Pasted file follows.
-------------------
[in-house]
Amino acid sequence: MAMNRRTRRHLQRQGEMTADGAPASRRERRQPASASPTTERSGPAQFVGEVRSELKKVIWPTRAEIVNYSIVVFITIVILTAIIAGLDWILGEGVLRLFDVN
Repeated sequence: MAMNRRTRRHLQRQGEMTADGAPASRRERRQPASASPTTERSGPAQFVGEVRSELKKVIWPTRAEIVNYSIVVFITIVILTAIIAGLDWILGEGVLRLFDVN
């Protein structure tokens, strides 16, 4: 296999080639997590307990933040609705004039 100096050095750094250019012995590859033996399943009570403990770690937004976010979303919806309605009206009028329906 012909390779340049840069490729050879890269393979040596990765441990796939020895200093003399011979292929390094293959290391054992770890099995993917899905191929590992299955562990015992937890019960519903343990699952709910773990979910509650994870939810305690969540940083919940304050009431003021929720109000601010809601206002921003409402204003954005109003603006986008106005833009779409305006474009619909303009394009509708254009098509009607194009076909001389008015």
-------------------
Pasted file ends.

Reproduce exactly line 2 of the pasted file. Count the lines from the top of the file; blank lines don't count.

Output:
Amino acid sequence: MAMNRRTRRHLQRQGEMTADGAPASRRERRQPASASPTTERSGPAQFVGEVRSELKKVIWPTRAEIVNYSIVVFITIVILTAIIAGLDWILGEGVLRLFDVN